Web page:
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Judeo-Latin, La‘az or ebraico-Latino is a presumed Jewish language for many scattered Jewish communities of the former Roman Empire, but especially by the Jewish communities of the Italian Peninsula and Transalpine Gaul.
"La`az" (לעז) is Hebrew for "foreign language" (i.e., specifically, "non-Hebrew language"), and in the Middle Ages started to refer to Latin or Romance languages.
It has been posited that Judeo-Latin is the predecessor of all the Judeo-Romance languages, although strong phonological evidence for this link is found primarily in Shuadit (Judeo-Provençal). This theory holds that Shuadit and Zarphatic grew out of two variants of La‘az ha-Ma‘rav (western Judeo-Latin) and that Judeo-Italian grew out of La‘az ha-Darom (southern Judeo-Latin). The relationship to Catalanic, Ladino and Judæo-Portuguese is much more tenuous.
There is no much extant record for the Judeo-Latin language. Leo Levi found some hebraisms a few epigraphs in Italy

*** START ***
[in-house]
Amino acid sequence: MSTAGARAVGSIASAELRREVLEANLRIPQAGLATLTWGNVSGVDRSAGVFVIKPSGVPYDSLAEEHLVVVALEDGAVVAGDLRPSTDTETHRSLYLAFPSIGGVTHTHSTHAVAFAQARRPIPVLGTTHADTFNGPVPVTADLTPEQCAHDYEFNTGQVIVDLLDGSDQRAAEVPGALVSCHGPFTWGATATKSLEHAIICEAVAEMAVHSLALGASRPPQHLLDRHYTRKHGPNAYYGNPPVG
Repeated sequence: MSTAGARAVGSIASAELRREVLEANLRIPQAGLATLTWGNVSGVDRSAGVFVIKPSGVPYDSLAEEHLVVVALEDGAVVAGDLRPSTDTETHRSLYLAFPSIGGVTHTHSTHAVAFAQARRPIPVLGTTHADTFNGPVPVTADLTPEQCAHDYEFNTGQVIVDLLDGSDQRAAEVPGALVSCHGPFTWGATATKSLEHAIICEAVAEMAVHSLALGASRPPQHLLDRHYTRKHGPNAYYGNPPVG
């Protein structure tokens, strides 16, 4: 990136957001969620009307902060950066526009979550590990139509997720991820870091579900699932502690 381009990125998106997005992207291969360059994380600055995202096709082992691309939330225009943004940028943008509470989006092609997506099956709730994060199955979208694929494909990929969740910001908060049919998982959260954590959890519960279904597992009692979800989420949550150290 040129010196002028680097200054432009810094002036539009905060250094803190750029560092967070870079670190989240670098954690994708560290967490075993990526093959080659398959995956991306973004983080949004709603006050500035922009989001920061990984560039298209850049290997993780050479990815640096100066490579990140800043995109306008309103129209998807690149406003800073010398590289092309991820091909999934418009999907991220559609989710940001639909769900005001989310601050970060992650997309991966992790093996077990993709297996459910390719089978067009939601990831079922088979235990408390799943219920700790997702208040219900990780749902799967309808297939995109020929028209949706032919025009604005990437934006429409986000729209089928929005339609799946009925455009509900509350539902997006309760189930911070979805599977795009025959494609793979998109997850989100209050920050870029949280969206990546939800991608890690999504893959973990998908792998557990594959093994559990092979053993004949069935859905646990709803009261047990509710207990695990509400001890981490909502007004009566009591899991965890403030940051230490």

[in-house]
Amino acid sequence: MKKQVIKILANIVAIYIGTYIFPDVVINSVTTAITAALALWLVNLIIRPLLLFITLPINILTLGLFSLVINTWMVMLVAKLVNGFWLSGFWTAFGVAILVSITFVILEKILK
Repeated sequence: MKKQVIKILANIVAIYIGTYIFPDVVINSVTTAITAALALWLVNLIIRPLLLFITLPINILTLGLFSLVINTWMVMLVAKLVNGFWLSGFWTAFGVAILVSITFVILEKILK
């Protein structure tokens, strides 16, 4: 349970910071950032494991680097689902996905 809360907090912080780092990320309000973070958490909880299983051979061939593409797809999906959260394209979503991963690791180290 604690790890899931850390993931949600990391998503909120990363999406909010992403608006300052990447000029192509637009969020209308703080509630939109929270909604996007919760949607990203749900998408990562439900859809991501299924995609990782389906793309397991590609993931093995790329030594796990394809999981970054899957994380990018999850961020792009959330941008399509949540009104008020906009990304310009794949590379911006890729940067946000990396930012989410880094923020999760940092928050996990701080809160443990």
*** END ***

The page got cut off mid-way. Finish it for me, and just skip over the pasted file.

Other possible source for Judeo-Latin are loanwords in other languages, like in Sardinian cenabura [ken'abura] 'Friday' (from Latin cena pura) and caputanni, 'September', a literal translation of Rosh Ha-Shanah.
Judeo-Latin likely influenced not only the Judeo-Romance languages, but also the Yiddish language and Rotwelsch, through its posited daughter languages, Judeo-Italian, Shuadit and Zarphatic.
Related languages 
The historical relationships between the various Judeo-Romance languages is subject to debate, and are only tenuously demonstrable at best. These languages include:
- ^ *Blondheim, D. S. 1927. Poèmes judéo-français du Moyen Age. Paris: Champion
- WEINREICH, Max (1956). The Jewish languages of Romance stock and their relation to earliest Yiddish. RPh 9: 403-428.
- ^ Leo Levi, "Ricerca di epigrafia ebraica nell'Italia meridionale," La Rassegna mensile di Israel, vol. 28 (1962), pp. 152-153